Apr 15, 2020 9:06 PM
Even as an expatriate engineer in Saudi Arabia, French-born saxophonist Stéphane Spira found opportunities to play. As a student, he’d excelled in math, a skill that gained him entrée to one of the best polytechnic schools in Paris, and it seemed likely that his career would take a more conventional turn. But while in engineering school, he began to teach himself to play saxophone, and before long he was sitting in at jam sessions, learning from more experienced players and developing his sound. (Chet Baker’s pianist, Michel Graillier, was a mentor.) When he returned to Paris from the Middle East in the 1990s, “I decided to quit everything for music,” he said.
That decision has paid off.
Spira released his debut album as a leader, First Page, featuring renowned French flugelhornist Stéphane Belmondo, in 2006 and his second, Spirabassi, with pianist Giovanni Mirabassi in 2009, both on the independent French label Bee Jazz.
To step out professionally alongside such accomplished jazz musicians “was pretty incredible for me, coming from an engineering background,” Spira recalled.
Spira has no trouble holding his own with the big guns, and his skills as a player—garnered in clubs, rather than in a conservatory—are carefully honed. As a composer, Spira brings to his writing a cultured appreciation of harmonic and melodic constructs, with a penchant for challenging chord progressions and elegant motifs. “As a sax player, I feel more influenced by Shirley Horn than by John Coltrane,” he explained.
By the time Spira recorded his third album, Round About Jobim (Jazzmax), an exploration of the overlap between European romanticism and Brazilian jazz, he’d relocated to New York City—another geographic shift in pursuit of his artistic goals. As he had during his school days in Paris, Spira began playing jam sessions around town and readily was accepted into the local jazz scene.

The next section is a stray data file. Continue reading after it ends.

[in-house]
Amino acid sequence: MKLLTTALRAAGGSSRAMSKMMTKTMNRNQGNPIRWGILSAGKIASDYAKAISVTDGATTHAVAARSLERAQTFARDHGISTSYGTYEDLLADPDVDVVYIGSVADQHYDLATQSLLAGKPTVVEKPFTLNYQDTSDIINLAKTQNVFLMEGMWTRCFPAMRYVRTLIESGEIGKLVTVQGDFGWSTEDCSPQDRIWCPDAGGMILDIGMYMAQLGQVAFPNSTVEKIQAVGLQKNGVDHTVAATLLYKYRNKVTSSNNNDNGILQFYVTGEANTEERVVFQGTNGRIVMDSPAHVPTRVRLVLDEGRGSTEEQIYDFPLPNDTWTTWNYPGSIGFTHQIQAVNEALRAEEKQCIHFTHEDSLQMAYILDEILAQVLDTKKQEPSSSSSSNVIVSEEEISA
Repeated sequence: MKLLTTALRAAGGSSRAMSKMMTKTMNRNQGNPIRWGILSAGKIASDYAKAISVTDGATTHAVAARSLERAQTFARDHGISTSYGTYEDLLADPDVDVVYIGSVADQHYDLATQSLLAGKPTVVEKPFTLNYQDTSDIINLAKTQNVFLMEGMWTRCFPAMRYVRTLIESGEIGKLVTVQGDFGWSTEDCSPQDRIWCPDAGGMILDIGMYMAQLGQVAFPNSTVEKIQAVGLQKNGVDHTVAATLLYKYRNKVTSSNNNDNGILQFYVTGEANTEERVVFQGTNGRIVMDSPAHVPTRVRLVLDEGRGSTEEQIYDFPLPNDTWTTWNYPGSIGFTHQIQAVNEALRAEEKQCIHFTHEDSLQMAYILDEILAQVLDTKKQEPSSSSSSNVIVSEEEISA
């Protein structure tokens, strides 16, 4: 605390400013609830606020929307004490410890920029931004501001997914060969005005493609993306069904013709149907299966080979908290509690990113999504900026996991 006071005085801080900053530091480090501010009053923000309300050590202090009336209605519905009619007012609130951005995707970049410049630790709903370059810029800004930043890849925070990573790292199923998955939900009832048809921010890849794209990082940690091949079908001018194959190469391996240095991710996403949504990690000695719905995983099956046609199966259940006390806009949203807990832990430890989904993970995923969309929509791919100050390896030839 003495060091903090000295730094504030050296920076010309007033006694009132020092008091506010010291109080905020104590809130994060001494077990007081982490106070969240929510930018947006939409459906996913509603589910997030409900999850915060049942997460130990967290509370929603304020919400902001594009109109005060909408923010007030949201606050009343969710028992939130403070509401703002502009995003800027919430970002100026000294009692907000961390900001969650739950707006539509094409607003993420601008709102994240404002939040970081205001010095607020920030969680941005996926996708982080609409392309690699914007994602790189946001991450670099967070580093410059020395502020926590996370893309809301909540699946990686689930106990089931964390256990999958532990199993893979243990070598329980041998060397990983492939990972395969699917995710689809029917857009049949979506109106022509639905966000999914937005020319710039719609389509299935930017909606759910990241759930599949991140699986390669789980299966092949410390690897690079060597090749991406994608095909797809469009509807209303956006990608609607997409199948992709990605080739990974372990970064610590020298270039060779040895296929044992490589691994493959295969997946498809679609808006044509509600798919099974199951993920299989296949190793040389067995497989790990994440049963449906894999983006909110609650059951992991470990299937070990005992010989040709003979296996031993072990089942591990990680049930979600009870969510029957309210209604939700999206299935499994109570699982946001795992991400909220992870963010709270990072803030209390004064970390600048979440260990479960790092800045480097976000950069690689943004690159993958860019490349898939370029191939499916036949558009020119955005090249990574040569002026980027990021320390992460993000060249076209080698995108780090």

“It was really a dream,” Spira said. “New York is a fantasy for so many jazz players in the world.”
But the move to New York prompted more introspection than gig-hopping for the newly transplanted musician, who was dealing with the recent death of his father and the feeling that he was psychologically “in between” Paris and New York. Spira’s fourth album, In Between (Jazzmax, 2014), reflects this soul-searching—and with it, he emerged as a sophisticated composer and player who can hold his own among the jazz glitterati of his adopted city.
Today, nine years into his New York life, Spira is more settled. He’s married to classical vocalist Jessica Goldring and the couple has a young son. Additionally, the late-bloomer has found a core group of New York musicians with whom he can grow musically. These relationships provide inspiration and context for Spira’s latest album, New Playground (Jazzmax), which features the leader on soprano saxophone alongside Joshua Richman (piano, Fender Rhodes), Steve Wood (bass) and Jimmy Macbride (drums). It’s a tight program of eight originals (seven by Spira) that range from the teasingly rhythmic (“Peter’s Run”) to the tender (“Gold Ring Variations” and “Nocturne,” composed for his wife and son, respectively) to the inspirational and exultant title track.
Cinematic in mood and autobiographical in theme, New Playground marks that exciting moment when a gifted artist finds his definitive voice. “I’m really revealing myself with this album,” Spira said. “I’m not trying to prove anything. It’s just who I am.” DB
Apr 15, 2020 9:06 PM
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